This invention consists of a trapezoidal shaped wire panel 1 configured in what resembles a criss-cross type pattern similar to that of a shoelace. Each segment of a panel, ascending from the bottom to the top of a panel is wider than the segment below. As a result of the bending and the criss cross pattern, a loop 2 is formed at the periphery of each panel segment along the non parallel sides of the trapezoid. These loops provide the means through which to lace a cord 3 or twine, again in a shoelace type fashion, between two adjacent panels. A vertical force applied to the ends of the cord or twine results in a drawing together of the adjacent panels and a corresponding tightening of the panels around the tree root ball 4 .

The panels may be preconnected to one another by means of a flexible circular wire band 5 attached at the top and bottom of the panels. Upon the drawing together and tightening of the panels, the flexible bands are deformed at the top and bottom of the panels and provide a tie off point through which to tighten and lace closed the top and bottom of the root ball basket.

It is also disclosed by this invention to create the panels from a series of successively wider closed horizontal loops 6 attached by vertical loops 7 . The ends of the horizontal loops 8 provide the means through which to lace a cord or twine in the manner previously described and the ends of the vertical loops 9 provide the closure means for the top and bottom of the root ball basket.

The versatility of this invention is demonstrated by the ability to place individual panels 10 in the trench around the root ball of a hand dug tree and then to attach and tighten the panels to preserve the integrity of the root ball in an efficient and less time consuming manner. Further evidence of the invention's versatility is demonstrated by the ability to size the individual panels to closely corresponding to the size of the spades of a commercial spade digger so as to provide a basket that closely approximates the size of the dug root ball to further lessen the labor required to bind the root ball.

It is also apparent from the disclosure that the scope of the invention herein described is such that the panels may be fabricated from materials other than wire, and may be particularly adaptive to being formed by some form of molded plastic product.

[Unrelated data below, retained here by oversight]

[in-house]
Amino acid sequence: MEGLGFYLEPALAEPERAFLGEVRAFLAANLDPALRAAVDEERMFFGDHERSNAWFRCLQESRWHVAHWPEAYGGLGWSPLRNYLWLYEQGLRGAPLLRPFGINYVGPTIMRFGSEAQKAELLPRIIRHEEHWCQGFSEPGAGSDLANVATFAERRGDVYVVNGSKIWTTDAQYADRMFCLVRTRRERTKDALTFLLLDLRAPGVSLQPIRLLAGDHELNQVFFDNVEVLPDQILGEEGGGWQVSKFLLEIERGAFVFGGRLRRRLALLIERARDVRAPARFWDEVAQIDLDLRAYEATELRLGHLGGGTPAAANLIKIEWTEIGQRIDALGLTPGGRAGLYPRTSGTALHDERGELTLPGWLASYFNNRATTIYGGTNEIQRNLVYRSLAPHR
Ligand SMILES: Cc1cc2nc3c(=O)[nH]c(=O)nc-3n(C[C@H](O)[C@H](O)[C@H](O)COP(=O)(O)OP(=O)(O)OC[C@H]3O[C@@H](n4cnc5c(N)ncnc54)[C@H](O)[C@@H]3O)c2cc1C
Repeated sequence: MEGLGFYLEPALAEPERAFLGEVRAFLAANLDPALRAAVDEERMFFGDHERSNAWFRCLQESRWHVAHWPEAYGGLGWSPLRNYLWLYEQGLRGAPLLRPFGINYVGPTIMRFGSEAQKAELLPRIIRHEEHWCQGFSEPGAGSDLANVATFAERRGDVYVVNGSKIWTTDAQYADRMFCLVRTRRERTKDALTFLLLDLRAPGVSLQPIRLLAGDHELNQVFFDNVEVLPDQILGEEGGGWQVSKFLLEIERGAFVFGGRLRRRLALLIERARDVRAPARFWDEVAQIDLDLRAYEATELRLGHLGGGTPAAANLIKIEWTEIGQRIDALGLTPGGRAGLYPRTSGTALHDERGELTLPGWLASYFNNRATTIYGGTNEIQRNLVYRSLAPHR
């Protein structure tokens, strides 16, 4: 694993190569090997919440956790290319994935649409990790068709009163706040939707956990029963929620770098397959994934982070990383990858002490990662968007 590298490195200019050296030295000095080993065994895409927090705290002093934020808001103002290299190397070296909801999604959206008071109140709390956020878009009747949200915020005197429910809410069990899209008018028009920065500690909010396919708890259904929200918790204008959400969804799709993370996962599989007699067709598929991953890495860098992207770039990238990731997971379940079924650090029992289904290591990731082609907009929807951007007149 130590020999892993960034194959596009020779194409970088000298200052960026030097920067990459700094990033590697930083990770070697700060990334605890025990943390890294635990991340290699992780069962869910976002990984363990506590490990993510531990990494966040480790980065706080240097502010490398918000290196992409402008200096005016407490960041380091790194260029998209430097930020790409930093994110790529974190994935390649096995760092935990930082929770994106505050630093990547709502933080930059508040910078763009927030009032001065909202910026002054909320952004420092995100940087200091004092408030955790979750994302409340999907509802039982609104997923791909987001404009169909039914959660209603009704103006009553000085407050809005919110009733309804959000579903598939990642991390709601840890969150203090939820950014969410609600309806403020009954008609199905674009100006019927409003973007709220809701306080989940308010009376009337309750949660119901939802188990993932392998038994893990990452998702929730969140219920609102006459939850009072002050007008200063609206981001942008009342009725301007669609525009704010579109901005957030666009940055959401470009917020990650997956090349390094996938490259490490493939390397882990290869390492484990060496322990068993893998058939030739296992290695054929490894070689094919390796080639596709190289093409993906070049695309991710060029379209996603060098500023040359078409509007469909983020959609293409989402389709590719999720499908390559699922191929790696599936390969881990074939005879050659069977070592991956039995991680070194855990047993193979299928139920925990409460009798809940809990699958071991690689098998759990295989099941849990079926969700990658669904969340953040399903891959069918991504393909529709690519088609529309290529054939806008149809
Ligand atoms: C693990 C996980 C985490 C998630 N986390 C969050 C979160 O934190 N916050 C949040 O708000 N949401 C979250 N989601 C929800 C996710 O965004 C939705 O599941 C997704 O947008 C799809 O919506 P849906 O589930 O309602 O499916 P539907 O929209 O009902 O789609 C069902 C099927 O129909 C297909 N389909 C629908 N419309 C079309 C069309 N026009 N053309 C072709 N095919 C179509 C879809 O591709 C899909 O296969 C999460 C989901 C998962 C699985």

Patent Citations
Cited PatentFiling datePublication dateApplicantTitle
US835585 *Sep 20, 1906Nov 13, 1906Heinrich UffmannBalling device for transplanting trees.
US879613 *Nov 7, 1907Feb 18, 1908Charles L EdwardsTransplanting-basket.
US3550318 *Jul 11, 1968Dec 29, 1970Remke CoContour formed bag and methods of making and using same
US3979856 *Apr 7, 1975Sep 14, 1976Belcher James HWire basket
US4062148 *Oct 6, 1975Dec 13, 1977Leroy Den BestenBaskets for receiving tree balls and methods for use thereof
US4250654 *Apr 25, 1979Feb 17, 1981Woodstream CorporationRotating frame animal trap
US4287840 *Mar 17, 1980Sep 8, 1981Barry WeidnerTree transplanting method and apparatus therefor
US4372351 *Aug 3, 1981Feb 8, 1983Hemco Wire Products, Inc.Wire tree baskets and a method and apparatus for forming same
US4403447 *Aug 17, 1981Sep 13, 1983Peter BraunWire basket, apparatus and method
Referenced by
Citing PatentFiling datePublication dateApplicantTitle
US6067752 *Apr 10, 1999May 30, 2000Bryan; Dorothy A.Plant roots and bulb protection system
US6085461 *Jun 5, 1998Jul 11, 2000Brisson; JoanSupport and lifting mechanism for potted plants
US7353635Mar 29, 2005Apr 8, 2008Westrate William PTree root ball wrapping apparatus and method of using same
US8607500 *Oct 22, 2010Dec 17, 2013Renee MolinaRoot orb system and method
US8656640Aug 9, 2007Feb 25, 2014Harry J. BitelTree balling method, system, and wire basket used therein
Classifications
U.S. Classification47/76, 47/904, 47/78, 206/423
International ClassificationA01G23/04
Cooperative ClassificationY10S47/904, A01G23/04
European ClassificationA01G23/04
Legal Events
DateCodeEventDescription
Sep 5, 1995FPExpired due to failure to pay maintenance fee
Effective date: 19950628
Jun 25, 1995LAPSLapse for failure to pay maintenance fees
Jan 31, 1995REMIMaintenance fee reminder mailed